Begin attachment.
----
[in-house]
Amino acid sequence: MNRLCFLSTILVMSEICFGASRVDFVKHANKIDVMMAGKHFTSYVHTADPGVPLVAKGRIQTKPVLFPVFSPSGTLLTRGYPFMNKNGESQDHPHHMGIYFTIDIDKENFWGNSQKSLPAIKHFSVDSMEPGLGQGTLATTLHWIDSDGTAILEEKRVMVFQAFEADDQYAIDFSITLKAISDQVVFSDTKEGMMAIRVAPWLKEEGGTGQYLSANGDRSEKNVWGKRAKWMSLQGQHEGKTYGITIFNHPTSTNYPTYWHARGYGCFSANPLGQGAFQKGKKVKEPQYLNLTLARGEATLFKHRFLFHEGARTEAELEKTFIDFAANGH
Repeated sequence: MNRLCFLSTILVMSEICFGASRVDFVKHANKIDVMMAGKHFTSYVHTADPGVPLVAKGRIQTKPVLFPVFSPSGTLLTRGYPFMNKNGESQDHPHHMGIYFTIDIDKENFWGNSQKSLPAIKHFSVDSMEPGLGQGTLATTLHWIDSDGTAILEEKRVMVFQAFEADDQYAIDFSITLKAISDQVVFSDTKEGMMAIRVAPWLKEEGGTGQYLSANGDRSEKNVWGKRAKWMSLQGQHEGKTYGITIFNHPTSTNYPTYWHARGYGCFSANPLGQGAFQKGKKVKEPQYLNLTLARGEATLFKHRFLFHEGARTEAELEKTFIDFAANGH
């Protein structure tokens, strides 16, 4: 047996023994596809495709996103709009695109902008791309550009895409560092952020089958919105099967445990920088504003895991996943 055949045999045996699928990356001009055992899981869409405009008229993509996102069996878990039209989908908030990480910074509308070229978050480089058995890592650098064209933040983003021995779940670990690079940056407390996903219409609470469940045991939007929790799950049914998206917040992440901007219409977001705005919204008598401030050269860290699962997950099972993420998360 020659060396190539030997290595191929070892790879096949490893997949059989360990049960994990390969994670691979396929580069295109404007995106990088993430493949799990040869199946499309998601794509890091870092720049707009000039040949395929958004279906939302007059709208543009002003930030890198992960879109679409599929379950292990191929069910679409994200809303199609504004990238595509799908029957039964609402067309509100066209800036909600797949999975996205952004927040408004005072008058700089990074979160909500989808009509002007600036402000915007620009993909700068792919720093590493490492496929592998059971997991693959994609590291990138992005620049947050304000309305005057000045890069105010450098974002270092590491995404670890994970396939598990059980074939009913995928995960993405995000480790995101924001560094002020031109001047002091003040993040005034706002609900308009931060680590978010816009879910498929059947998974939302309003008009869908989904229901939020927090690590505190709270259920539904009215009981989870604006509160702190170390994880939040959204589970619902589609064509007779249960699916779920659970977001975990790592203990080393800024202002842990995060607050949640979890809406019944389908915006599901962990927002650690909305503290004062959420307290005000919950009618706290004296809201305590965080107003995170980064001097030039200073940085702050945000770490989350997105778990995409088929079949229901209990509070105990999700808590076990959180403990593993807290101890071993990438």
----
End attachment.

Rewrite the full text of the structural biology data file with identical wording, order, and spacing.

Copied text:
[in-house]
Amino acid sequence: MNRLCFLSTILVMSEICFGASRVDFVKHANKIDVMMAGKHFTSYVHTADPGVPLVAKGRIQTKPVLFPVFSPSGTLLTRGYPFMNKNGESQDHPHHMGIYFTIDIDKENFWGNSQKSLPAIKHFSVDSMEPGLGQGTLATTLHWIDSDGTAILEEKRVMVFQAFEADDQYAIDFSITLKAISDQVVFSDTKEGMMAIRVAPWLKEEGGTGQYLSANGDRSEKNVWGKRAKWMSLQGQHEGKTYGITIFNHPTSTNYPTYWHARGYGCFSANPLGQGAFQKGKKVKEPQYLNLTLARGEATLFKHRFLFHEGARTEAELEKTFIDFAANGH
Repeated sequence: MNRLCFLSTILVMSEICFGASRVDFVKHANKIDVMMAGKHFTSYVHTADPGVPLVAKGRIQTKPVLFPVFSPSGTLLTRGYPFMNKNGESQDHPHHMGIYFTIDIDKENFWGNSQKSLPAIKHFSVDSMEPGLGQGTLATTLHWIDSDGTAILEEKRVMVFQAFEADDQYAIDFSITLKAISDQVVFSDTKEGMMAIRVAPWLKEEGGTGQYLSANGDRSEKNVWGKRAKWMSLQGQHEGKTYGITIFNHPTSTNYPTYWHARGYGCFSANPLGQGAFQKGKKVKEPQYLNLTLARGEATLFKHRFLFHEGARTEAELEKTFIDFAANGH
């Protein structure tokens, strides 16, 4: 047996023994596809495709996103709009695109902008791309550009895409560092952020089958919105099967445990920088504003895991996943 055949045999045996699928990356001009055992899981869409405009008229993509996102069996878990039209989908908030990480910074509308070229978050480089058995890592650098064209933040983003021995779940670990690079940056407390996903219409609470469940045991939007929790799950049914998206917040992440901007219409977001705005919204008598401030050269860290699962997950099972993420998360 020659060396190539030997290595191929070892790879096949490893997949059989360990049960994990390969994670691979396929580069295109404007995106990088993430493949799990040869199946499309998601794509890091870092720049707009000039040949395929958004279906939302007059709208543009002003930030890198992960879109679409599929379950292990191929069910679409994200809303199609504004990238595509799908029957039964609402067309509100066209800036909600797949999975996205952004927040408004005072008058700089990074979160909500989808009509002007600036402000915007620009993909700068792919720093590493490492496929592998059971997991693959994609590291990138992005620049947050304000309305005057000045890069105010450098974002270092590491995404670890994970396939598990059980074939009913995928995960993405995000480790995101924001560094002020031109001047002091003040993040005034706002609900308009931060680590978010816009879910498929059947998974939302309003008009869908989904229901939020927090690590505190709270259920539904009215009981989870604006509160702190170390994880939040959204589970619902589609064509007779249960699916779920659970977001975990790592203990080393800024202002842990995060607050949640979890809406019944389908915006599901962990927002650690909305503290004062959420307290005000919950009618706290004296809201305590965080107003995170980064001097030039200073940085702050945000770490989350997105778990995409088929079949229901209990509070105990999700808590076990959180403990593993807290101890071993990438």